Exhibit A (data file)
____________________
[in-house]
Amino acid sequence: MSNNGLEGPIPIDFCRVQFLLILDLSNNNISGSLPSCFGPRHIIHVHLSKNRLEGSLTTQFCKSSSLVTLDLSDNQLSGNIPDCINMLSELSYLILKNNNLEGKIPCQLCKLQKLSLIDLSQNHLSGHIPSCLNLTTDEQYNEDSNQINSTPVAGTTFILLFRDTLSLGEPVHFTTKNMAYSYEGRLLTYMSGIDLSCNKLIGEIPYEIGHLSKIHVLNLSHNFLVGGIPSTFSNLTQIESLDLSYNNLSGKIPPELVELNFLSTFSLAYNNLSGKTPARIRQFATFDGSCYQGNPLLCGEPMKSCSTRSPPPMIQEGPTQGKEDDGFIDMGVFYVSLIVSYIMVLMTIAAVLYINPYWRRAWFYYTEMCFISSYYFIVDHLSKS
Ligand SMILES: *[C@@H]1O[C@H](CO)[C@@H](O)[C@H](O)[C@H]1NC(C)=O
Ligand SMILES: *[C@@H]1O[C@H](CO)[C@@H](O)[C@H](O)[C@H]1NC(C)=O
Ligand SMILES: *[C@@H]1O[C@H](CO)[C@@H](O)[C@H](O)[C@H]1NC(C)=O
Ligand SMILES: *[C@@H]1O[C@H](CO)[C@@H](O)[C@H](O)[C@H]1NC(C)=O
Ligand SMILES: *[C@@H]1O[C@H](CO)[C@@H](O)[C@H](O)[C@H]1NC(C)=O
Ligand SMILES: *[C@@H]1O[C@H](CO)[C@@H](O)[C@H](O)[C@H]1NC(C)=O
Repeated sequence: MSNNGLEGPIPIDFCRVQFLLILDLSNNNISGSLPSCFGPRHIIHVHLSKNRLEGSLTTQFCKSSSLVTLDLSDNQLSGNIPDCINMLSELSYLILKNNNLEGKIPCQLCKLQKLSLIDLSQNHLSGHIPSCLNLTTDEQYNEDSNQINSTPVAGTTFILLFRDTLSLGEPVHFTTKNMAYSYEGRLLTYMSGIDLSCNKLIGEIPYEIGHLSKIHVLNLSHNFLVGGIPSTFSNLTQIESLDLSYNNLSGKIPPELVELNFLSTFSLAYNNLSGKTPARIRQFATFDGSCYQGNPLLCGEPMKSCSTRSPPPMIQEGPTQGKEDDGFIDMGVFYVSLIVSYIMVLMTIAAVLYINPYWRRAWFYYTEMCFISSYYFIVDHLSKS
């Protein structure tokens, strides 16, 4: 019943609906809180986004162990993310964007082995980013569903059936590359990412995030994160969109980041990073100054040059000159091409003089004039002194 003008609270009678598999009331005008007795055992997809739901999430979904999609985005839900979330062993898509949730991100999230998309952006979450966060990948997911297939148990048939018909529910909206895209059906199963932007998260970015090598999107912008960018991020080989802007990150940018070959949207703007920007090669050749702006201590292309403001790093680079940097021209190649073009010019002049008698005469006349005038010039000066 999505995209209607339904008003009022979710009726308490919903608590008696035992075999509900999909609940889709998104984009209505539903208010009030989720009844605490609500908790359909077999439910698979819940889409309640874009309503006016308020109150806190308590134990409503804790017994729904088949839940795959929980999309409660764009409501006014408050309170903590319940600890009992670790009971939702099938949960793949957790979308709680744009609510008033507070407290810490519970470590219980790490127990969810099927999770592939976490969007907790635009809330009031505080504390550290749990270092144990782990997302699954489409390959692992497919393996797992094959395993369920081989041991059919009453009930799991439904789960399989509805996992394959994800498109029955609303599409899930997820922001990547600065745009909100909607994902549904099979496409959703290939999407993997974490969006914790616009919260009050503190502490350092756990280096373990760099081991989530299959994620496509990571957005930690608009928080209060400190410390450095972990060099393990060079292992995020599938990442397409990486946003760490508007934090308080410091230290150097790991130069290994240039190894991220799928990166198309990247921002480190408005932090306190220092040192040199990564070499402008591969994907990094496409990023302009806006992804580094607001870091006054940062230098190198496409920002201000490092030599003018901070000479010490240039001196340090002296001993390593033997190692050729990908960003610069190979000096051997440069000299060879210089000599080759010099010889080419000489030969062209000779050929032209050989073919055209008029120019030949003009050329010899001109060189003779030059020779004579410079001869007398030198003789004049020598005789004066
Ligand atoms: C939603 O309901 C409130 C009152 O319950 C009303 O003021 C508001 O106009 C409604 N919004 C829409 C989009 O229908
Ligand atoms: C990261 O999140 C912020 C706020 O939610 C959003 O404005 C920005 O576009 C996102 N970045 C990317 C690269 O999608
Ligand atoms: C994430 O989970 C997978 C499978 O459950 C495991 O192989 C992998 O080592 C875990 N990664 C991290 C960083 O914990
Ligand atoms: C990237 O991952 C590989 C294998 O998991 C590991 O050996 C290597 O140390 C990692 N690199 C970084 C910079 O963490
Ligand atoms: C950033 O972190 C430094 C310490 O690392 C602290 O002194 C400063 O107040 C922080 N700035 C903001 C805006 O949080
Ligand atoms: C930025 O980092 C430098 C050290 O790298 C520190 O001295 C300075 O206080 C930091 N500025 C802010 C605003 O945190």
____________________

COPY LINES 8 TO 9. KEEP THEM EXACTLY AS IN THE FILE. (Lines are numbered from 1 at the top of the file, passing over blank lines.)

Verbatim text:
Ligand SMILES: *[C@@H]1O[C@H](CO)[C@@H](O)[C@H](O)[C@H]1NC(C)=O
Repeated sequence: MSNNGLEGPIPIDFCRVQFLLILDLSNNNISGSLPSCFGPRHIIHVHLSKNRLEGSLTTQFCKSSSLVTLDLSDNQLSGNIPDCINMLSELSYLILKNNNLEGKIPCQLCKLQKLSLIDLSQNHLSGHIPSCLNLTTDEQYNEDSNQINSTPVAGTTFILLFRDTLSLGEPVHFTTKNMAYSYEGRLLTYMSGIDLSCNKLIGEIPYEIGHLSKIHVLNLSHNFLVGGIPSTFSNLTQIESLDLSYNNLSGKIPPELVELNFLSTFSLAYNNLSGKTPARIRQFATFDGSCYQGNPLLCGEPMKSCSTRSPPPMIQEGPTQGKEDDGFIDMGVFYVSLIVSYIMVLMTIAAVLYINPYWRRAWFYYTEMCFISSYYFIVDHLSKS